One of today's posts comes to us from Jim Fasules, M.D., F.A.C.C., ACC's Senior Vice President of Advocacy. Prior to stepping up to the plate to lead the College's advocacy efforts during this tough practice environment, Jim was a pediatric interventional cardiologist at Arkansas Children's Hospital in Little Rock.
At annual meetings like ACC.10
and AHA, cardiovascular professionals keep up with the newest and best science
to make sure we’re providing patients with the right care. However, between the
dwindling financial support from industry for these events and the even more
dwindling reimbursement for CV services, maintaining this commitment to being
knowledgeable about the most recent advances is becoming increasingly
The worst example of this is,
of course, the Centers for Medicare and Medicaid Services’ final 2010 Physician
Fee Schedule. Although many of the cuts included in the rule are phased in over
a four year period (giving us time to fight their implementation), major cuts for
Myocardial Perfusion Imaging (78452): 36 percent cut
echo with spectral and color flow Doppler (93306): 11 percent cut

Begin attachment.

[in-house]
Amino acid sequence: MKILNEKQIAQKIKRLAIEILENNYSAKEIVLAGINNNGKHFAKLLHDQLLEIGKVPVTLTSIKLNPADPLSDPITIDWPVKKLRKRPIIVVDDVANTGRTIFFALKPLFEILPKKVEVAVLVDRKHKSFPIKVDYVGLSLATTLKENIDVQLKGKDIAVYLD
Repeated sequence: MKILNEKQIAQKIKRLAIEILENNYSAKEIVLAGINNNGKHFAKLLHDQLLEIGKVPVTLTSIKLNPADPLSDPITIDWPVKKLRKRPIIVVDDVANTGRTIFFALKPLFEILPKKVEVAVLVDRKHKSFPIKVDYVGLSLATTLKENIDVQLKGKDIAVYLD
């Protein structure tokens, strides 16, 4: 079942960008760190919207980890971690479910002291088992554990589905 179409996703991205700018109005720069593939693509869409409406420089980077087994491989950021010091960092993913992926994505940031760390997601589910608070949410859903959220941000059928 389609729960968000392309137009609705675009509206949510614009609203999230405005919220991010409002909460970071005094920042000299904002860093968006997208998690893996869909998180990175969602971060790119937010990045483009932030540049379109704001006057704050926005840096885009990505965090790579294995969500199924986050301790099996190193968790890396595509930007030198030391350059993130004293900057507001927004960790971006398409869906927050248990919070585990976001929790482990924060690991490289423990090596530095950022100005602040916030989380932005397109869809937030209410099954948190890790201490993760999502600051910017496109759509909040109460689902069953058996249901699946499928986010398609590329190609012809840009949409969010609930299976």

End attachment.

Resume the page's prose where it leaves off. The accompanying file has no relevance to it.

Stent (92980): 4 percent cut
(93000): 5 percent cut
ACC.org has a more detailed
summary, but even this very brief overview highlights the grave situation
cardiology is in right now. These cuts are deep enough over four years to
threaten the survival of private practice cardiology. Indeed, many practices have already or are
strongly considering selling their practice to hospitals. We are concerned this could have a major
effect on access of rural and disadvantaged patients to timely cardiac care.
Our fight against these cuts
has just begun. The ACC is working closely with cardiology practices through the
Cardiology Advocacy Alliance (CAA) and with the cardiovascular subspecialty societies
to mitigate the impact of the cuts. Though we obtained a four-year phase in, it
is not enough. We’re continuing to fight
on several fronts – regulatory, legislative and legal – to limit the effects of
these cuts on you and your practice.
The road is steep though, and
we’ll need your involvement more than ever. Visit www.acc.org/CAN to take action and to access the
ACC resources available to help you survive these times. More tools will be
coming in the next few months -- your feedback on the tools and resources you’d
like to see is appreciated. Please email firstname.lastname@example.org
with your thoughts.
We’re doing all we can to
help you and your practice get through these challenging times for cardiology,
while we find a real solution to payment reform. We need to find a solution
that reduces the cuts so we can focus on what we do best – providing
high-quality cardiovascular care to patients.
-- Jim Fasules, M.D., F.A.C.C.
* Dr. Fasules' post is part of a monthly series of guest posts by ACC leadership. Check back next month to see which ACC leader is sharing his or her thoughts on health care reform!
*** Image from Flickr (Suviko). ***